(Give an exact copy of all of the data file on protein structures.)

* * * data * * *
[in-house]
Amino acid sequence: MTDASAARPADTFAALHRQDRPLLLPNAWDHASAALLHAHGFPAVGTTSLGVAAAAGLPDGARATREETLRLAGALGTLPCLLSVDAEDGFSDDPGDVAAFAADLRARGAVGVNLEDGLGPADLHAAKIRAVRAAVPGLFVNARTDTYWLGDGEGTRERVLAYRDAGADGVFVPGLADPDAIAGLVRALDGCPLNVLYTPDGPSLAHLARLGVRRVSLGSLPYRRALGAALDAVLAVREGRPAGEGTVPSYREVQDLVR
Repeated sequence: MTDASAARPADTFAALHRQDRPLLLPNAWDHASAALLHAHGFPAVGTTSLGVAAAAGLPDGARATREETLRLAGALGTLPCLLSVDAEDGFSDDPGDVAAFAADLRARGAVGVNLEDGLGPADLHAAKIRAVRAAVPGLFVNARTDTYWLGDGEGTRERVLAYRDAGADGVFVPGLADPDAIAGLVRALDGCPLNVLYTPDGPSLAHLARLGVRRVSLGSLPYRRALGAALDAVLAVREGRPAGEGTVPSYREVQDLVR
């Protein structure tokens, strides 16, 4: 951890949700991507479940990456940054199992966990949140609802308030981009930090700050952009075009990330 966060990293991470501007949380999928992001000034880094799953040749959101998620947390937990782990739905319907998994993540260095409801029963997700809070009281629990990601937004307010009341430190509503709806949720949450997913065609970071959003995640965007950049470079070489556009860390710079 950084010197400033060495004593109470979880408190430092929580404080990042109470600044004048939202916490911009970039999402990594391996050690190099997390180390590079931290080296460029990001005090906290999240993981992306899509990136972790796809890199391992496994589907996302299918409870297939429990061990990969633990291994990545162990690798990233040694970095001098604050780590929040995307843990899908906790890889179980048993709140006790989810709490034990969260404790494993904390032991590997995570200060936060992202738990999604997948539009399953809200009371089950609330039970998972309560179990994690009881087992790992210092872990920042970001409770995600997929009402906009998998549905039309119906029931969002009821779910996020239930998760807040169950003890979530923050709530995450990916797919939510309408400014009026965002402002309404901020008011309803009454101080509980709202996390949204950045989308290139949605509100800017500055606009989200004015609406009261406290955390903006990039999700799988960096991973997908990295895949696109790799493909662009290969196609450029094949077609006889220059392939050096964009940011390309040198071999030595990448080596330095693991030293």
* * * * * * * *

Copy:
[in-house]
Amino acid sequence: MTDASAARPADTFAALHRQDRPLLLPNAWDHASAALLHAHGFPAVGTTSLGVAAAAGLPDGARATREETLRLAGALGTLPCLLSVDAEDGFSDDPGDVAAFAADLRARGAVGVNLEDGLGPADLHAAKIRAVRAAVPGLFVNARTDTYWLGDGEGTRERVLAYRDAGADGVFVPGLADPDAIAGLVRALDGCPLNVLYTPDGPSLAHLARLGVRRVSLGSLPYRRALGAALDAVLAVREGRPAGEGTVPSYREVQDLVR
Repeated sequence: MTDASAARPADTFAALHRQDRPLLLPNAWDHASAALLHAHGFPAVGTTSLGVAAAAGLPDGARATREETLRLAGALGTLPCLLSVDAEDGFSDDPGDVAAFAADLRARGAVGVNLEDGLGPADLHAAKIRAVRAAVPGLFVNARTDTYWLGDGEGTRERVLAYRDAGADGVFVPGLADPDAIAGLVRALDGCPLNVLYTPDGPSLAHLARLGVRRVSLGSLPYRRALGAALDAVLAVREGRPAGEGTVPSYREVQDLVR
């Protein structure tokens, strides 16, 4: 951890949700991507479940990456940054199992966990949140609802308030981009930090700050952009075009990330 966060990293991470501007949380999928992001000034880094799953040749959101998620947390937990782990739905319907998994993540260095409801029963997700809070009281629990990601937004307010009341430190509503709806949720949450997913065609970071959003995640965007950049470079070489556009860390710079 950084010197400033060495004593109470979880408190430092929580404080990042109470600044004048939202916490911009970039999402990594391996050690190099997390180390590079931290080296460029990001005090906290999240993981992306899509990136972790796809890199391992496994589907996302299918409870297939429990061990990969633990291994990545162990690798990233040694970095001098604050780590929040995307843990899908906790890889179980048993709140006790989810709490034990969260404790494993904390032991590997995570200060936060992202738990999604997948539009399953809200009371089950609330039970998972309560179990994690009881087992790992210092872990920042970001409770995600997929009402906009998998549905039309119906029931969002009821779910996020239930998760807040169950003890979530923050709530995450990916797919939510309408400014009026965002402002309404901020008011309803009454101080509980709202996390949204950045989308290139949605509100800017500055606009989200004015609406009261406290955390903006990039999700799988960096991973997908990295895949696109790799493909662009290969196609450029094949077609006889220059392939050096964009940011390309040198071999030595990448080596330095693991030293």